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  1. 1
    331707

    Can the female condom be used safely more than once?

    Family Health International [FHI]

    [Research Triangle Park, North Carolina], FHI, [2007]. [3] p. (FHI Research Briefs on the Female Condom No. 3)

    The female condom is more expensive than the male condom. If the female condom can be used safely more than once, the cost of each use would decline. Studies have found that the device remains structurally sound after repeated washings and reuse, and that a one-minute soak in a 1-to-20 dilution of bleach in water effectively inactivates the organisms that cause gonorrhea, chlamydia, herpes, and HIV infections. The World Health Organization (WHO) continues to recommend the use of a new male or female condom for every act of sexual intercourse where there is risk of an unplanned pregnancy or of acquiring a sexually transmitted infection, but WHO also stated in July 2002 that "the final decision on whether or not to support reuse of the female condom must ultimately be taken locally." Because some women may not have access to bleach, USAID supported additional research to assess the safety and feasibility of cleaning used female condoms with soap and water and eliminating the bleach disinfection step. One study, conducted by FHI, tested a solution of dish detergent and water based on volumes typically used to wash dishes: 7.5 milliliters of detergent per one liter of water, or about two squirts of detergent in a basin of water. It found that the dish detergent and water was just as effective as the 1:20 bleach solution in removing the organisms that cause gonorrhea, chlamydia, herpes and HIV infection from the surfaces of both new and pre-washed, relubricated condoms.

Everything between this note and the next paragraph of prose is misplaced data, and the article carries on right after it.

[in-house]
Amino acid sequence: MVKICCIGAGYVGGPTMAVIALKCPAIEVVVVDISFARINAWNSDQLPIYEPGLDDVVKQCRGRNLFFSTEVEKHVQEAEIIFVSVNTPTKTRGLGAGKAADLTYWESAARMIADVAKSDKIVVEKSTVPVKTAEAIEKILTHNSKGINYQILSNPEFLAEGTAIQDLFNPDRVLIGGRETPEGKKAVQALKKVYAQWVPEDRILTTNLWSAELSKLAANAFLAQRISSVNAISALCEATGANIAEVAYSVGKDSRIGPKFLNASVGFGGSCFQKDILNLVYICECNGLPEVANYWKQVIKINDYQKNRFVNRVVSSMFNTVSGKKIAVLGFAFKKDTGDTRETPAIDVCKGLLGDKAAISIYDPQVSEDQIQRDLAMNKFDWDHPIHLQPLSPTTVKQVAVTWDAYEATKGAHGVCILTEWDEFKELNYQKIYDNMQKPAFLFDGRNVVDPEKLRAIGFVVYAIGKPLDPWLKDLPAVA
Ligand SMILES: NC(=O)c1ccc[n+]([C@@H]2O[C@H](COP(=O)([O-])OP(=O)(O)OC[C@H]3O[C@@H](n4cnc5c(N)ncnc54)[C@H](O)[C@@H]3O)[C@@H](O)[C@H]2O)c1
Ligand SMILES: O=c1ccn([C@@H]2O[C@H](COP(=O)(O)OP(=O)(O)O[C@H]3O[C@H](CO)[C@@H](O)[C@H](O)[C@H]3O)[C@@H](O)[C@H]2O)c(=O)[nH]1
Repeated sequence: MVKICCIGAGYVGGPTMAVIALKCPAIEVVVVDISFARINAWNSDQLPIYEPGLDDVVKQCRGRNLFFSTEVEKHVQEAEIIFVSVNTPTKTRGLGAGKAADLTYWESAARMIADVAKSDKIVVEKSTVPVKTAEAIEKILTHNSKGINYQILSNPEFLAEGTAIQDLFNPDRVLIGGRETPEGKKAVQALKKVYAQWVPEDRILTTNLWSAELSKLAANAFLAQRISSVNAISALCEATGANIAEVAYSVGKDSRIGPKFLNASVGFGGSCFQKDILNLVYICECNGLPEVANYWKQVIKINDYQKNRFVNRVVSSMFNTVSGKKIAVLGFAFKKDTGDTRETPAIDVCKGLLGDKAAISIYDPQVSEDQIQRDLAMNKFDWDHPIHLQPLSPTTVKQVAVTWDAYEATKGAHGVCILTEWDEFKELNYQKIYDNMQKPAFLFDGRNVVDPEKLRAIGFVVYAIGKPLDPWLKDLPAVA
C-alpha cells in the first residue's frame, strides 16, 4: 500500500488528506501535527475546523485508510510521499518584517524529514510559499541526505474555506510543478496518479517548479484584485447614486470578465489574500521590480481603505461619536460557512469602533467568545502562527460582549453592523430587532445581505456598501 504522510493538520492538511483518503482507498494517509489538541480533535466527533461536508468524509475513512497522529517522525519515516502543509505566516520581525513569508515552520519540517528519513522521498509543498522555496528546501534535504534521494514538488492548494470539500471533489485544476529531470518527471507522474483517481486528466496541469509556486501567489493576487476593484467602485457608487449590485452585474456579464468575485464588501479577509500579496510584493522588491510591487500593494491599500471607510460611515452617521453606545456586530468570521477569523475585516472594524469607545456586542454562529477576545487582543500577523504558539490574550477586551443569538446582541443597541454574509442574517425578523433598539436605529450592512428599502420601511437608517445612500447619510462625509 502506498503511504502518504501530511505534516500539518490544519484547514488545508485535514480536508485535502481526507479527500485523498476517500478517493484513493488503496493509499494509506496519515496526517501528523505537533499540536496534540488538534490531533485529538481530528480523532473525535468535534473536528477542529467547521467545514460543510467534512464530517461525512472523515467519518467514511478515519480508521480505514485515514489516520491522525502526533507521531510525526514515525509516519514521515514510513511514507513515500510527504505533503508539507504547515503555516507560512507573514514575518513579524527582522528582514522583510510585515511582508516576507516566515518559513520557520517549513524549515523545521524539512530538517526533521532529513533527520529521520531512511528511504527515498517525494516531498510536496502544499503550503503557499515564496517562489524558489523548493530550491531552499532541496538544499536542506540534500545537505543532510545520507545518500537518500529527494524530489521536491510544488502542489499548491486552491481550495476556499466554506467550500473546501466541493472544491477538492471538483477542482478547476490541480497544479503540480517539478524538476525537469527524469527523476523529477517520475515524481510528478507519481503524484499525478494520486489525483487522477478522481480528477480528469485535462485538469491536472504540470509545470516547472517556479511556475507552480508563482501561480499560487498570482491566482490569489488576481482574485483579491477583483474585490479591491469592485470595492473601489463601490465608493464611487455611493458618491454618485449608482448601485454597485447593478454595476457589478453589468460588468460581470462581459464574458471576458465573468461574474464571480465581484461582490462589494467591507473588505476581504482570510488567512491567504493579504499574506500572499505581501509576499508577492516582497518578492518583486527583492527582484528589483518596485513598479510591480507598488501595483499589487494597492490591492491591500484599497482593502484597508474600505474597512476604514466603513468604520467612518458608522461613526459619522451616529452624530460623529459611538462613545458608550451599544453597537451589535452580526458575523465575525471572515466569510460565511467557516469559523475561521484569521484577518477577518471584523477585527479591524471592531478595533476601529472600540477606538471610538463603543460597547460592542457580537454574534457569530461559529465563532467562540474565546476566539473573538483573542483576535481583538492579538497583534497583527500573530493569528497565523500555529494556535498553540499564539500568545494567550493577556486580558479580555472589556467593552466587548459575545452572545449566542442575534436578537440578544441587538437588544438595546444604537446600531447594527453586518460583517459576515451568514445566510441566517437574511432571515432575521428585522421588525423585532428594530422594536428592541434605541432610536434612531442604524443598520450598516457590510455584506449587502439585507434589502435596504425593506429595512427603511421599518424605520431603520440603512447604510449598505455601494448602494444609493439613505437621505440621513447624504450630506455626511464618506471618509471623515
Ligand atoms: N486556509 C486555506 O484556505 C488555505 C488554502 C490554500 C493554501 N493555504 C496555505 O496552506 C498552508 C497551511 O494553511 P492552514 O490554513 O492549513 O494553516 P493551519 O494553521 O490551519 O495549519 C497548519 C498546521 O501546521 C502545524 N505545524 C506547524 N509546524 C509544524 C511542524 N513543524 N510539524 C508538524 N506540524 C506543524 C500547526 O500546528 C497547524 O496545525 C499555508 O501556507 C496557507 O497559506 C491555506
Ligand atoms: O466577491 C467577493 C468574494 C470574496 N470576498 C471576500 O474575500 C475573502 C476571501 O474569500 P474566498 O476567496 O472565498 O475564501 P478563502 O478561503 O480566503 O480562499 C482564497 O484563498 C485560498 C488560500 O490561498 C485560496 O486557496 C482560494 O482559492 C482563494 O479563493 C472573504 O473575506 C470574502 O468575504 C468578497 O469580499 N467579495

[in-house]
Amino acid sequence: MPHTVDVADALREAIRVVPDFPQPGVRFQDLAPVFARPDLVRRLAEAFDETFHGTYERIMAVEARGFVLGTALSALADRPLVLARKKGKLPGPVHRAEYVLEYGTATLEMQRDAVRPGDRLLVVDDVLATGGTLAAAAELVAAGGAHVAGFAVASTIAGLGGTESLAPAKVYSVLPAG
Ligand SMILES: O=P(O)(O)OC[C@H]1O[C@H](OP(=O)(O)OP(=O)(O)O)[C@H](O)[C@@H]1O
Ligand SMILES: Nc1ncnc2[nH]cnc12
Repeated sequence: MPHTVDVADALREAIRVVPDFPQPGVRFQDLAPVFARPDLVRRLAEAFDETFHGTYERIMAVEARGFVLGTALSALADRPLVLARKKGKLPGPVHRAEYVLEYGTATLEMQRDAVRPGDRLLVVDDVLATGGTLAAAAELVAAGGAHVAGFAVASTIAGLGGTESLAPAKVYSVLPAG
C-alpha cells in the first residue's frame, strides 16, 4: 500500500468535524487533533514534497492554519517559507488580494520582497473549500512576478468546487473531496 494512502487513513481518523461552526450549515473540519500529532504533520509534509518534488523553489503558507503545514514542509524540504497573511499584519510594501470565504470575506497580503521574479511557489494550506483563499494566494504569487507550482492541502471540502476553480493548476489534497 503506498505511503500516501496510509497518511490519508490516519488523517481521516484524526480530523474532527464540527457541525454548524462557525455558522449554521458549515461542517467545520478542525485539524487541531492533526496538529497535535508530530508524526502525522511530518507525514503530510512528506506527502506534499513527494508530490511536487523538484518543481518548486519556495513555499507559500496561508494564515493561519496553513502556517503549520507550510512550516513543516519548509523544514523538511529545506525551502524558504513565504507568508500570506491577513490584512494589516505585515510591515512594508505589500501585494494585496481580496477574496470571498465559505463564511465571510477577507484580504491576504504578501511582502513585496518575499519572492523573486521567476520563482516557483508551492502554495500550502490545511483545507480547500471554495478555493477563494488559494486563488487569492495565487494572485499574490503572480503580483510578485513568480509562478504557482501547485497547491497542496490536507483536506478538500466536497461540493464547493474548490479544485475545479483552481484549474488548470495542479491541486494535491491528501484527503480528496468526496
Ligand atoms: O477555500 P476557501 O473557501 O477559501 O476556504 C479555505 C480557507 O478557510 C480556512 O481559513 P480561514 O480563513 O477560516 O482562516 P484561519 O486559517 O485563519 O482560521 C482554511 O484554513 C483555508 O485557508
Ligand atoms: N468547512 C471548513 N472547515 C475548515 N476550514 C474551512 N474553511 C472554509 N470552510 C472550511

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  2. 2
    062384
    Peer Reviewed

    Genital human papillomavirus infections and cancer: memorandum from a WHO Meeting.

    World Health Organization [WHO]

    BULLETIN OF THE WORLD HEALTH ORGANIZATION. 1987; 65(6):817-27.

    Cervical cancer ranks as the 2nd most frequent cause of cancer in women. Research demonstrates that infection with the human papilloma virus (HPV) leads to cervical cancer. The clinical HPV lesion in both sexes is the pointed wart like tumor called condyloma acuminatum. Detecting subclinical lesions varies, however, based on the genital organ and on the methods of examination. Several types of HPV infect anogenital epithelia and the resultant disease is partially determined by HPV type. In vitro methods to detect HPV do not exist, so laboratory personnel must depend on biochemical diagnostic procedures--molecular hybridization and serological procedures. HPV lesions, especially HPV- 16 and HPV-18, may turn into carcinomas depending on the activation or inactivation of some unknown genes perhaps influenced by tobacco smoking, oral contraceptives, other genital infections, or other unknown cofactors. Clinicians need to realize the potential gravity of HPV infection including the pathogenesis of lesions and its transmission through sexual contact. They must also be able to perform those diagnostic procedures that can detect HPV infection. Treatment of HPV lesions (e.g., cryosurgery, cautery, etc.) aims to either cure a repulsive, infectious, yet uncomplicated condition or prevent invasive cancer if HPV is connected with intraepithelial neoplasia. The results of the few well controlled studies of treatment of anogenital HPV- induced lesions show that 15-60% of lesions return with 3 months of treatment. Researchers must discover if humoral immunity can protect against HPV infection, and if it can, a vaccine using purified structural proteins should quickly be developed and approved.
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